3. Competence: to ensure the reporting is done by a qualified person based on experience and knowledge. “Qualified” means at least five years’ relevant experience, professional registration with an association with a governing code of ethics, and CanGEA membership.

It will also establish value for companies whose assets are underdeveloped – what one’s got “in the ground” – similar to the NI 43-101 (mining) and NI 51-101 (oil and gas) classification rules.

So far, it works something like this:

- graphic courtesy of CanGEA.

Inferred resources is when a temperature gradient well program has been completed, the earliest hands-on stage to determine a site’s thermal characteristics. Next come slim-hole wells, which help determine the economic viability of a project and define indicated resources. A company’s measured resources require actual production wells to have been started or completed as well as a demonstration that the company can deliver on them.

Then there’s the reserves side, which considers factors such as accessibility and economic feasibility of the resources. Accordingly, probable reserves is when deliverability has been demonstrated, and proved reserves is when production wells have started or been completed and deliverability has been demonstrated.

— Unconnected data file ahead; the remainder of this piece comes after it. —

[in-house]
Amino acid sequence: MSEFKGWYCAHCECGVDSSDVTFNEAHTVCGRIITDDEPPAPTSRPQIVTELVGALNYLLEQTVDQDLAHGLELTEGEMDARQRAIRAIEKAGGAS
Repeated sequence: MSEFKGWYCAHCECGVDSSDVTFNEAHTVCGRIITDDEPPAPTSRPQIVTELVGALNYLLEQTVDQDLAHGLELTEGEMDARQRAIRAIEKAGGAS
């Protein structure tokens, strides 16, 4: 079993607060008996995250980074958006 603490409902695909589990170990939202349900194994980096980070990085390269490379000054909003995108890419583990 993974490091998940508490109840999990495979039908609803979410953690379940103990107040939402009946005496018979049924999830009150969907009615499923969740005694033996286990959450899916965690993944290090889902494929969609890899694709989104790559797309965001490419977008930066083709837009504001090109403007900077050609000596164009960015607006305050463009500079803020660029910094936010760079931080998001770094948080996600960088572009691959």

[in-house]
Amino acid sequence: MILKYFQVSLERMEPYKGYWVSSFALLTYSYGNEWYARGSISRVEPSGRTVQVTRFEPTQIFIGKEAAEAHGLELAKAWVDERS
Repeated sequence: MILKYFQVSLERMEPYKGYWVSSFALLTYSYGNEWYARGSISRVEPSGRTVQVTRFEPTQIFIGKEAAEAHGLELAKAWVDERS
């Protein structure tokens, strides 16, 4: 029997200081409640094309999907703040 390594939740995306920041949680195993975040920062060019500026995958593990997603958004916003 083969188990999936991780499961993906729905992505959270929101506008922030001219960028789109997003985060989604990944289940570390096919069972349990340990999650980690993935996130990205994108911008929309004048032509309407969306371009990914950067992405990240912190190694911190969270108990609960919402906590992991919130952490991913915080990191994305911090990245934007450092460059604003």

Companies would follow this structure for a variety of documents: quarterly and annual reports, reports required by the Canadian securities exchanges and or by the law, company website information, information releases, and environmental statements, technical papers, and so on.

CanGEA is proud of the code, and rightfully so. Geothermal exploration is a high-risk activity, and raising confidence and reducing unknowns will improve the industry’s prospects for attracting capital. The only other country to have a geothermal code is Australia, which has a considerably smaller total market capitalization of geothermal companies than Canada.

The code has been submitted to the International Energy Agency (IEA) and the International Geothermal Association for review and endorsement.

The Take-Home Message

What we came away with confirmed our own analysis: that the geothermal sector faces a fair amount of challenges, as well as a variety of them. In the balance, however, the positives far outweigh the negatives.

We even heard some argue that the geothermal sector is where the oil sector was in the 1950s and is poised for a large bull run. We wouldn’t wax that enthusiastic ourselves, but two drivers are indeed true. First, the potential for energy production in the ground is significant, and second, increasing innovation is leading to better exploration techniques and drilling capabilities.

Subsequently, although there are high capital costs right now, we expect solid returns on equity in the long term. Exploration and drilling accounts for approximately 36% of the total capital costs, and as technology improves, this risk will decline.

In short, don’t look to the geothermal sector for get-rich-quick schemes. Consider yourself instead as getting in on the ground floor of some promising growth.

[With oil rising again, the energy sector is set to boom in 2011 – whether it’s oil & exploration companies or the industries, like nuclear and renewables, that benefit from high oil prices. And now you can get complete coverage of the resource exploration sector for one low price: Subscribe to Casey’s Energy Report ... Details here.]

Ed. note: I am a Casey Energy Report subscriber and affiliate.